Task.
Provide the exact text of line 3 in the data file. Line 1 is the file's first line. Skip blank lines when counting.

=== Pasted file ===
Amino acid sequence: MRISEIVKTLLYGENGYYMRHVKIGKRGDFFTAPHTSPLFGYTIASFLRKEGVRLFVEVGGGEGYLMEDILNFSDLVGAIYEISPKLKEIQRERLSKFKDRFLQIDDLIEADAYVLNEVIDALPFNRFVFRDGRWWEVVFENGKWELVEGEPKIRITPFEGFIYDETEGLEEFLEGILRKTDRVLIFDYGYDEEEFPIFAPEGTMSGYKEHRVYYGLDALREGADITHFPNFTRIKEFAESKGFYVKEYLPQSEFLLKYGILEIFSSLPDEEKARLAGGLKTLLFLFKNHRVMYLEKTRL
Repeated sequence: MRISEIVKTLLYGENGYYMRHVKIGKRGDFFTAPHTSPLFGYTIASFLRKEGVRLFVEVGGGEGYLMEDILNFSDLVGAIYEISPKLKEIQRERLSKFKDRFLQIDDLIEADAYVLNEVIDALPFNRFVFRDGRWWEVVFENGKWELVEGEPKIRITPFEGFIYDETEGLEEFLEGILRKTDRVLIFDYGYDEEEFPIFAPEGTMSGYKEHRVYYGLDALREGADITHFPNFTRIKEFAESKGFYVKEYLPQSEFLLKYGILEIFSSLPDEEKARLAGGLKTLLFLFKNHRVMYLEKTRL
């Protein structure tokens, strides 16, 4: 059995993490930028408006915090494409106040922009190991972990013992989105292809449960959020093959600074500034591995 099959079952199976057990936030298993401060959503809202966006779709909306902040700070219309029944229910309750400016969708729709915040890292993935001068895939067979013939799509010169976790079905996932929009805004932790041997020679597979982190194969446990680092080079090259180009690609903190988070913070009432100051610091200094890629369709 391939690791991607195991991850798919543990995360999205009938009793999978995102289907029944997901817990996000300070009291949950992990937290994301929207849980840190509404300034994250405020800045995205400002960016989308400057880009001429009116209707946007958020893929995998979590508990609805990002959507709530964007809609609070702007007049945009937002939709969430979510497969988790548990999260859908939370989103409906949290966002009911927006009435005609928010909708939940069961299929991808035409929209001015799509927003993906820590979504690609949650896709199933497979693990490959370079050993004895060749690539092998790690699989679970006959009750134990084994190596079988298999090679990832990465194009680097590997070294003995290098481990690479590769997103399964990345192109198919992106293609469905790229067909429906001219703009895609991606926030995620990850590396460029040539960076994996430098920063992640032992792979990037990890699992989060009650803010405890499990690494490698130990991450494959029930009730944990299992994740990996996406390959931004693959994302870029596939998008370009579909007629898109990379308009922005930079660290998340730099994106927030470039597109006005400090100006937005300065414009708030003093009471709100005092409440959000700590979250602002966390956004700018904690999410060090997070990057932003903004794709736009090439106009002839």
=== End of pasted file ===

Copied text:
């Protein structure tokens, strides 16, 4: 059995993490930028408006915090494409106040922009190991972990013992989105292809449960959020093959600074500034591995 099959079952199976057990936030298993401060959503809202966006779709909306902040700070219309029944229910309750400016969708729709915040890292993935001068895939067979013939799509010169976790079905996932929009805004932790041997020679597979982190194969446990680092080079090259180009690609903190988070913070009432100051610091200094890629369709 391939690791991607195991991850798919543990995360999205009938009793999978995102289907029944997901817990996000300070009291949950992990937290994301929207849980840190509404300034994250405020800045995205400002960016989308400057880009001429009116209707946007958020893929995998979590508990609805990002959507709530964007809609609070702007007049945009937002939709969430979510497969988790548990999260859908939370989103409906949290966002009911927006009435005609928010909708939940069961299929991808035409929209001015799509927003993906820590979504690609949650896709199933497979693990490959370079050993004895060749690539092998790690699989679970006959009750134990084994190596079988298999090679990832990465194009680097590997070294003995290098481990690479590769997103399964990345192109198919992106293609469905790229067909429906001219703009895609991606926030995620990850590396460029040539960076994996430098920063992640032992792979990037990890699992989060009650803010405890499990690494490698130990991450494959029930009730944990299992994740990996996406390959931004693959994302870029596939998008370009579909007629898109990379308009922005930079660290998340730099994106927030470039597109006005400090100006937005300065414009708030003093009471709100005092409440959000700590979250602002966390956004700018904690999410060090997070990057932003903004794709736009090439106009002839």